Rise of the CXO: do you need to hire one?

16th Nov 2017

Another acronym. But an important one. It stands for “Chief Experience Officer,” and it is becoming an increasingly important position and function within any organisation that deals with the consumer/client and that has an employed staff.

Four years ago, the position of CXO was almost non-existent. But what businesses were beginning to recognise is that there was often a disconnect between their customers and their brand. As well, there was somewhat of a disconnect between employees and the company they were working for.

Enter the CXO – that person who could take responsibility for both external and internal “connectedness” with the brand.

It’s an important position.

Two Bases

Every company has two bases – its customer/clients and its employees. Ensuring that both have a great experience with the company is pretty critical. Unhappy customers means lowered sales and the potential for public criticism. Unhappy employees mean less productivity and higher turnover rates. Both come at a revenue cost.

If you are experiencing either or both of these situations, then it is time to think about acquiring a CXO to improve those experiences.

The CXO and Your External Base

In this function, the CXO is responsible for ensuring that each customer experience, from the point of first contact with your company, through the sales funnel, and after the sale, is seamless, enjoyable, and satisfactory through all phases. This may mean any or all of the following functions:

  • Ensuring that your website, your blog, and your social media presence are all “customer friendly” – that is, a consumer can receive the right information about your brand, can find reason to “connect” with your brand, and receive personalised support and service through the purchasing process.
  • Ensuring that your customer service before and after the sale is focused on customer satisfaction, and that any complaints or issues are immediately resolved.

In these capacities, the CXO must work closely with marketing, sales, and customer support functions of your company. The goal is to provide a seamless experience for each customer and to demonstrate to that customer that his/her needs are the top priority.

According to CV-Library, a UK based job board, “There is an increasing need for someone to oversee all functions of the marketing, sales, and customer service elements of a company, to ensure that these departments understand the importance of nurturing and serving customers and that they work collaboratively to guarantee customer satisfaction. Everyone, in short, needs to be on the same page, putting the customer first.”

In this capacity, the CXO may very well set up training and collaborative sessions with these departments, and monitor their activities so that modifications and corrections can be made.

The CXO and Your Internal Base

Your employees are also customers of a sort. They enter employment with you with expectations that they will have “job satisfaction.” Usually, this is a function of the HR department – on boarding, training, periodic job performance evaluation, and putting policies and practices in place that ensure employee satisfaction.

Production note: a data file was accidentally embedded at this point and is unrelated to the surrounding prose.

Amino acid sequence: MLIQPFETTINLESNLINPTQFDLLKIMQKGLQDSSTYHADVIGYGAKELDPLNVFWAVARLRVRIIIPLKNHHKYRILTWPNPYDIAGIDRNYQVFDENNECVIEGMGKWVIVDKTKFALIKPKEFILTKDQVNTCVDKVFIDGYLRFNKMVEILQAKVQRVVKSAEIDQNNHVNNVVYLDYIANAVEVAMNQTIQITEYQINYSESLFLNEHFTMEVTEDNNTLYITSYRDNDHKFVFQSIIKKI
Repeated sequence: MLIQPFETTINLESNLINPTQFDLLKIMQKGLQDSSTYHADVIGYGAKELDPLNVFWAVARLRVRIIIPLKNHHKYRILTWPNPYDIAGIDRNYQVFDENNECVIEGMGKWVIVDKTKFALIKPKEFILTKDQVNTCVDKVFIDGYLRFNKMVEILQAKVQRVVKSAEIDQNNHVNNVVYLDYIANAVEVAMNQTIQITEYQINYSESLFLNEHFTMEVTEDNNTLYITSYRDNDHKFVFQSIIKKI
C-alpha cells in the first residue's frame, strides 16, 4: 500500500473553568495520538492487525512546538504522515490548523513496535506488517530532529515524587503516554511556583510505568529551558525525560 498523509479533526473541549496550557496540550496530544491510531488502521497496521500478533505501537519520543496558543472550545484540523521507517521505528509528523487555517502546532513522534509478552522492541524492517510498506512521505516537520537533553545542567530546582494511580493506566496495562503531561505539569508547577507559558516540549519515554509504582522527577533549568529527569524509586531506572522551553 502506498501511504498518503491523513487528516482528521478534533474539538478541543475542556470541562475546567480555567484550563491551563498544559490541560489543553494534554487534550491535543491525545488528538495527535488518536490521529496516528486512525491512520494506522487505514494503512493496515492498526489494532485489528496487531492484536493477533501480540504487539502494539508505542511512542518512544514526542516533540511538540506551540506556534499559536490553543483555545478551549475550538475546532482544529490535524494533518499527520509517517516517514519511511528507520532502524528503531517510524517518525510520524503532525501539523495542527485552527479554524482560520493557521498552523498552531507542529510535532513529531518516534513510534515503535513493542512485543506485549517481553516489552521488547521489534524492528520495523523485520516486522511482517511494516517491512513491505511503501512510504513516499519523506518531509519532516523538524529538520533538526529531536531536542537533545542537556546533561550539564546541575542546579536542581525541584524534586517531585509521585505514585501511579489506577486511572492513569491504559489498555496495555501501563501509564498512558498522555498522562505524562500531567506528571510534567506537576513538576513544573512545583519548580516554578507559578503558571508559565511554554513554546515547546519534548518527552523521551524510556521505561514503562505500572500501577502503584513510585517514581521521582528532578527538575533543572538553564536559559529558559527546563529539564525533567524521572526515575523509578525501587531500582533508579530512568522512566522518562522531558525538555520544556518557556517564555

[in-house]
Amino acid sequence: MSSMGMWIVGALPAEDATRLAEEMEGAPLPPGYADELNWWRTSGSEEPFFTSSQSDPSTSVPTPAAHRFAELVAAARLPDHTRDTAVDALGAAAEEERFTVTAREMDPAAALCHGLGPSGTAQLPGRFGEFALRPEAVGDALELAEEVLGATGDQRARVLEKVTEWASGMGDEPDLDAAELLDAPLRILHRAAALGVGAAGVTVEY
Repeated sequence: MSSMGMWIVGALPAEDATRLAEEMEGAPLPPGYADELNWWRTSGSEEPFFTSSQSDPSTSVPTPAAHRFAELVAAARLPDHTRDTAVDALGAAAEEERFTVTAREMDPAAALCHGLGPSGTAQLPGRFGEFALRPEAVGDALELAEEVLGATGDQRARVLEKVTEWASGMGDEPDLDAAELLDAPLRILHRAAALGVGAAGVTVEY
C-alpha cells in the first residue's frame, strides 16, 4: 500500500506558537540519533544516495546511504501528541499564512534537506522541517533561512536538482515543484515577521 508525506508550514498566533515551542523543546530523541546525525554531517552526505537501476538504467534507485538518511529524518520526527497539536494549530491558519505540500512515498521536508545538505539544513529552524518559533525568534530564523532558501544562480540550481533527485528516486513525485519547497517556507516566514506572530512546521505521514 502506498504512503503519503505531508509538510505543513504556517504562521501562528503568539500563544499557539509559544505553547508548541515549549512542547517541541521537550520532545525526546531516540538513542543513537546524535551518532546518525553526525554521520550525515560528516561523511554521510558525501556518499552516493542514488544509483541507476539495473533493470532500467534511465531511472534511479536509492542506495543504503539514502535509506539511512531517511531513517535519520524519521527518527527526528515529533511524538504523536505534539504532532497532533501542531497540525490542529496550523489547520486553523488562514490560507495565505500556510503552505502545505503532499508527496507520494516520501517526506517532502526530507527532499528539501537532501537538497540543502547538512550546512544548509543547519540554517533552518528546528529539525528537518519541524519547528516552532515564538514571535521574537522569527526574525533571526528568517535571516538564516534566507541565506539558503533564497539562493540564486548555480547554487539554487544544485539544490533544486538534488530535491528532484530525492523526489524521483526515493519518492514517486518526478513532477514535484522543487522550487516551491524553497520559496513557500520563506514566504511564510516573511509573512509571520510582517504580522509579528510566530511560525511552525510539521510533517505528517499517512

There are clues that all is not well – a high rate of absenteeism and turnover is probably the most common. But productivity issues also indicate that employees have little “connection” to the company.

The function of the CXO is to determine how and why connectedness is lost, usually by meeting with employees in a non-threatening environment, determining where the gaps are, and then putting activities in place to fill those gaps and gain employee satisfaction.

In this capacity, the CXO will work closely with the HR department to improve the work life of employees and help them to see that they are valued and important. This is an on-going effort. Recognising employees for the great job they do, providing incentives and bonuses for a job well done, and putting avenues in place for employees to freely express their issues and concerns are all a part of this function.

So, Do You Need a CXO?

Only you can evaluate the “state of affairs” of your company. Are your sales steadily increasing? Are current customers interacting with your brand positively? Are they recommending others to you? Are customer issues and complaints being resolved quickly? Are there positive feedback and comments about you on social media? If these things are lacking, you may want to consider adding a CSO.

Are your employees productive, free to voice concerns and issues, committed to the goals of your business, and staying? If not, you need to understand why and fix the problem. A CXO may be the answer.

Two Hats

CX’s have to wear two hats – they have to evaluate your relationship with both your external and internal bases and develop strategic plans to fix what is broken in your relationships with both of these groups. There is no college degree in CXO management. However, there are certain characteristics to look for when you seek such a person.

  • Background and experience must be in “people” functions. Sales, HR, customer service are all areas in which CXO’s have previously functioned
  • Outgoing and a high level of communication skills are key – are they listeners as much as talkers? Do they enjoy working with people more than with policies and procedures?
  • Do they take a collaborative approach to leadership? What are their previous successes in connecting with both of your bases?

It’s not easy to find this person. But if you can identify the gaps that you know you have, you can focus on those during the recruitment and selection process and determine which candidates can meet your needs.

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